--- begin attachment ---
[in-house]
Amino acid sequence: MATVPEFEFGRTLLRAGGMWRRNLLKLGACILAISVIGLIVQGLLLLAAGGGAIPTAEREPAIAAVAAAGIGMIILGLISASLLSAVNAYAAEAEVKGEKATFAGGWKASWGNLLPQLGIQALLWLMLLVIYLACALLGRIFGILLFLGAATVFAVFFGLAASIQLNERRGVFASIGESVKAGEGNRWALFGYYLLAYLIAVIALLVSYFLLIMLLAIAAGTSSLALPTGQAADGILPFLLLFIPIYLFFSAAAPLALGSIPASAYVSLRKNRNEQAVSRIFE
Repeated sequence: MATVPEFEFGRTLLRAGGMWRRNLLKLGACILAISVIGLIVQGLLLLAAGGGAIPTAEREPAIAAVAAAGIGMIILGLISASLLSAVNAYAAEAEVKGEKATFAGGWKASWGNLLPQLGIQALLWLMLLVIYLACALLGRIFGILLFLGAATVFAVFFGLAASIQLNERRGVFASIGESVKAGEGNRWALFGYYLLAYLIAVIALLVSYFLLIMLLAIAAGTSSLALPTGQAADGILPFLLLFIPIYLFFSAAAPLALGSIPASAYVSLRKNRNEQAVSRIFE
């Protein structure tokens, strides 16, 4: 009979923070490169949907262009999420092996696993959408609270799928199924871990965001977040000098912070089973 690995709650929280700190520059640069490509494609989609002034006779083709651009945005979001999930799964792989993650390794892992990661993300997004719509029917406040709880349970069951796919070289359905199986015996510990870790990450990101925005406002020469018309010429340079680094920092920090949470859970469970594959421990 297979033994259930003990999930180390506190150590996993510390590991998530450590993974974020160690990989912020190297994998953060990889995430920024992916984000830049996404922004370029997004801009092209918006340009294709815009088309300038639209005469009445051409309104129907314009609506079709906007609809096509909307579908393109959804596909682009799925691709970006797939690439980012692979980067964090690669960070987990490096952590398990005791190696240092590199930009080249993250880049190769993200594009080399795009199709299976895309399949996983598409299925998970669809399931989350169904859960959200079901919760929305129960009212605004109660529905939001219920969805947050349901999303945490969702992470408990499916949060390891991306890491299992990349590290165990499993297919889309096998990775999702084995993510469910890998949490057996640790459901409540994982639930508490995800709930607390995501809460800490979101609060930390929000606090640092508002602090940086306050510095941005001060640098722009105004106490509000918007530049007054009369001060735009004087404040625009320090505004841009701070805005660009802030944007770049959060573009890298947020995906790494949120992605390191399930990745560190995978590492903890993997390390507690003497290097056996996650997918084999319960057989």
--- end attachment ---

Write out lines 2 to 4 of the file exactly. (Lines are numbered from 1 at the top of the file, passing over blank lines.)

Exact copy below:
Amino acid sequence: MATVPEFEFGRTLLRAGGMWRRNLLKLGACILAISVIGLIVQGLLLLAAGGGAIPTAEREPAIAAVAAAGIGMIILGLISASLLSAVNAYAAEAEVKGEKATFAGGWKASWGNLLPQLGIQALLWLMLLVIYLACALLGRIFGILLFLGAATVFAVFFGLAASIQLNERRGVFASIGESVKAGEGNRWALFGYYLLAYLIAVIALLVSYFLLIMLLAIAAGTSSLALPTGQAADGILPFLLLFIPIYLFFSAAAPLALGSIPASAYVSLRKNRNEQAVSRIFE
Repeated sequence: MATVPEFEFGRTLLRAGGMWRRNLLKLGACILAISVIGLIVQGLLLLAAGGGAIPTAEREPAIAAVAAAGIGMIILGLISASLLSAVNAYAAEAEVKGEKATFAGGWKASWGNLLPQLGIQALLWLMLLVIYLACALLGRIFGILLFLGAATVFAVFFGLAASIQLNERRGVFASIGESVKAGEGNRWALFGYYLLAYLIAVIALLVSYFLLIMLLAIAAGTSSLALPTGQAADGILPFLLLFIPIYLFFSAAAPLALGSIPASAYVSLRKNRNEQAVSRIFE
């Protein structure tokens, strides 16, 4: 009979923070490169949907262009999420092996696993959408609270799928199924871990965001977040000098912070089973 690995709650929280700190520059640069490509494609989609002034006779083709651009945005979001999930799964792989993650390794892992990661993300997004719509029917406040709880349970069951796919070289359905199986015996510990870790990450990101925005406002020469018309010429340079680094920092920090949470859970469970594959421990 297979033994259930003990999930180390506190150590996993510390590991998530450590993974974020160690990989912020190297994998953060990889995430920024992916984000830049996404922004370029997004801009092209918006340009294709815009088309300038639209005469009445051409309104129907314009609506079709906007609809096509909307579908393109959804596909682009799925691709970006797939690439980012692979980067964090690669960070987990490096952590398990005791190696240092590199930009080249993250880049190769993200594009080399795009199709299976895309399949996983598409299925998970669809399931989350169904859960959200079901919760929305129960009212605004109660529905939001219920969805947050349901999303945490969702992470408990499916949060390891991306890491299992990349590290165990499993297919889309096998990775999702084995993510469910890998949490057996640790459901409540994982639930508490995800709930607390995501809460800490979101609060930390929000606090640092508002602090940086306050510095941005001060640098722009105004106490509000918007530049007054009369001060735009004087404040625009320090505004841009701070805005660009802030944007770049959060573009890298947020995906790494949120992605390191399930990745560190995978590492903890993997390390507690003497290097056996996650997918084999319960057989």